Trademark Rules 2017 – Major Changes

January 19, 2021by admin0

With a view to simplify and expedite the process of registration of trademarks in India, Government of India took forth the initiative to draft a new set of rules that are in alignment with the objective of fastening the procedure of trademark filing while decreasing red-tapism and delays . A notification regarding the draft rules for Trademarks was published by the Government of India in November 2015 inviting objections, suggestions and inputs from people who are likely to be affected by the said rules. Keeping in view the suggestions received and the objections raised, the Central Government has formulated Trade Marks Rules 2017, thereby replacing the Trade Marks Rules 2002. The new rules came into effect on 6th of March 2017.

In order to achieve its objectives of expediting and easing the process of trademark registration, following major changes have been made:

Reduction in the number of forms from 75 to 8: The number of forms has been drastically reduced, simplified and consolidated to a total of eight forms from the earlier count of around 75. The use of alphabets like Form TM-A for applications, Form TM-O for opposition makes it easier to identify the purpose of the form as against the earlier numbering of forms. Now, all trademark applications whether single class, multi class, collective marks etc. is through the same form.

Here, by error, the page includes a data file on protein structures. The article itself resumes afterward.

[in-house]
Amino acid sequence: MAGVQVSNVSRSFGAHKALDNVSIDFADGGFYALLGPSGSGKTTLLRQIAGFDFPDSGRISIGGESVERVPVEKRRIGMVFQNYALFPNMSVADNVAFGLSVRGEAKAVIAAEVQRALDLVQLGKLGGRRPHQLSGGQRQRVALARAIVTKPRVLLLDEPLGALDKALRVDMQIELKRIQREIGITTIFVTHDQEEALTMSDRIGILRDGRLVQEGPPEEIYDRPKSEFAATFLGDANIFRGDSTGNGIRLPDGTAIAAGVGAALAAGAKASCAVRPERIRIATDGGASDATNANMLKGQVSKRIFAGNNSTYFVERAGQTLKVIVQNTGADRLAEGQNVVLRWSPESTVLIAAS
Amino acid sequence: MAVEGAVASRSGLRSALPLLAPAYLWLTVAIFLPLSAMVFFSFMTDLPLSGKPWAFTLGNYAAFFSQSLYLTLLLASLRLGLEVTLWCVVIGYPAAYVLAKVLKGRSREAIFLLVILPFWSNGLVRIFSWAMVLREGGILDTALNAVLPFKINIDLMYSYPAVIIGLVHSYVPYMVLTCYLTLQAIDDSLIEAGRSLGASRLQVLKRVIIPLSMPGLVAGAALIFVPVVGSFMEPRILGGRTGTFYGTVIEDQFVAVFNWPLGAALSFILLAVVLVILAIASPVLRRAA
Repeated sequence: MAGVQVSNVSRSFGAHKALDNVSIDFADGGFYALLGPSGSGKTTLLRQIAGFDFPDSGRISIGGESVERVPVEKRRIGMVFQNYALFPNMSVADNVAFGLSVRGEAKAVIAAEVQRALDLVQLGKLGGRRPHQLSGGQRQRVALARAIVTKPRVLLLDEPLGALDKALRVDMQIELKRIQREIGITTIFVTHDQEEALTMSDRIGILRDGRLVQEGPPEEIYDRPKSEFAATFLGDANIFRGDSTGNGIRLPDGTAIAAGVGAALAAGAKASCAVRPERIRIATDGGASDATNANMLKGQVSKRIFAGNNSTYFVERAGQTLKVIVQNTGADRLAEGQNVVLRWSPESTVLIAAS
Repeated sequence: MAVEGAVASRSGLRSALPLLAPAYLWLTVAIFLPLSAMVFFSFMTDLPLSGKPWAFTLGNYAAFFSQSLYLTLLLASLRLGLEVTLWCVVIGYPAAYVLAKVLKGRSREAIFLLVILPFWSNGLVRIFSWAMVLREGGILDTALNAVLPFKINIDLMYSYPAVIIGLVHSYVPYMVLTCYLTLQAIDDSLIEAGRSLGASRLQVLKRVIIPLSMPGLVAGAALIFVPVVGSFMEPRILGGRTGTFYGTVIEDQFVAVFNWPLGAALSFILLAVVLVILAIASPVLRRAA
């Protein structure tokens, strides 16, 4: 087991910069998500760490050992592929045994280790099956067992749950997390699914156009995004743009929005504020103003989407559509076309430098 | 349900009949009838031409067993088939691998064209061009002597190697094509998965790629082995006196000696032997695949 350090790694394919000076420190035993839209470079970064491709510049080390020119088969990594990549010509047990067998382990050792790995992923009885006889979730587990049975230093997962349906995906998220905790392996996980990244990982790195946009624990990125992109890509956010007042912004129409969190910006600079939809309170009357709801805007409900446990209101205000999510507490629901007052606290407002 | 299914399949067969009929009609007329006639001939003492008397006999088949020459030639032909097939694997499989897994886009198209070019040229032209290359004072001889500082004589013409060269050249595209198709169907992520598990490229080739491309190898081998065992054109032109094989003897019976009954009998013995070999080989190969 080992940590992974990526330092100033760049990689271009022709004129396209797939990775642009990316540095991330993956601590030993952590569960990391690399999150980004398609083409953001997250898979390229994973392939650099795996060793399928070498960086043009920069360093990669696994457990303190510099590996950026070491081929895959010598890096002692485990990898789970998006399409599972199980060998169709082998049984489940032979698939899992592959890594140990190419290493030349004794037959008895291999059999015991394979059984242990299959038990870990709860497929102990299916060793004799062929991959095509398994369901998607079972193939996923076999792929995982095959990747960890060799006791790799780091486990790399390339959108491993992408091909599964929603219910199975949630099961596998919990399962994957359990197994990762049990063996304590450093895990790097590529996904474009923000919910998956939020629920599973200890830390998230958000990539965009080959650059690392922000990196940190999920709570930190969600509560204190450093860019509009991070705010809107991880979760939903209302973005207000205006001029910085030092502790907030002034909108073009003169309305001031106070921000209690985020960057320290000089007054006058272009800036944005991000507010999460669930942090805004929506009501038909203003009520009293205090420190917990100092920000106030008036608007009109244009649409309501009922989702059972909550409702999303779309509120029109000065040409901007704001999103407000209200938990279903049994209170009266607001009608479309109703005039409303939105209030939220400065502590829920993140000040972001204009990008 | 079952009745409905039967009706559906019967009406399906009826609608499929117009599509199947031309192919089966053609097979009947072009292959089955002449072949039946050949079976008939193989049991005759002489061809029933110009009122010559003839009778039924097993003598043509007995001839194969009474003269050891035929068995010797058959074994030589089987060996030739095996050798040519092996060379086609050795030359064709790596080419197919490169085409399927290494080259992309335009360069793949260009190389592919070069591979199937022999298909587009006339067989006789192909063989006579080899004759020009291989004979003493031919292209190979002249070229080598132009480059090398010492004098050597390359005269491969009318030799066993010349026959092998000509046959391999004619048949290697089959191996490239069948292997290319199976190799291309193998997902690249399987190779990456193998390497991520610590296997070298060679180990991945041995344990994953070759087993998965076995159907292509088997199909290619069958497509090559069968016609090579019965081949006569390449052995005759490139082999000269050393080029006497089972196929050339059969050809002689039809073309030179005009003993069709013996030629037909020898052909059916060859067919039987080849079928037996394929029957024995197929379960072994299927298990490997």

New Category of applicants: A new category of applicants namely Startup/Small Enterprise/Individual have been introduced and the fee for this category is 50% lower than the fee for all the others. While the fee for this category is INR 5000 for physical filing, for others it is INR 10000. There will be a 10% concession on fee for e-filings. Lower fee for startups and small enterprises is prescribed in order to provide impetus to them to file the trademarks.

Drastic increase in the Fee: The fee has been drastically increased by almost 100%. There could be many reasons for the same that may include avoiding frivolous filing of trademarks by people in order to take imprudent commercial advantage of the registered trademark.

Sound marks are made easier to register: The process of registering sound marks has become easier. The applicant of a sound mark will now be required to submit an MP3 of the sound mark not exceeding 30 seconds in length along with a graphical representation of the sound notations. Such application has to be filed on form TM-A. Earlier, an application to file the sound mark by representing them graphically through the notes or by spelling out the tune was required to be filed.

Expedited processing of Trademarks: Rule 34 of the new rules provides for expedited processing of trademark registration at each stage including examination, hearing and registration as against the earlier rules wherein only the examination report was expedited. Request for expedited processing shall be made in Form TM-M only through e-filing, mentioning the reason for expediting the process. The fee for expediting the application will be 5 times the fee for filing the trademark in the ordinary course.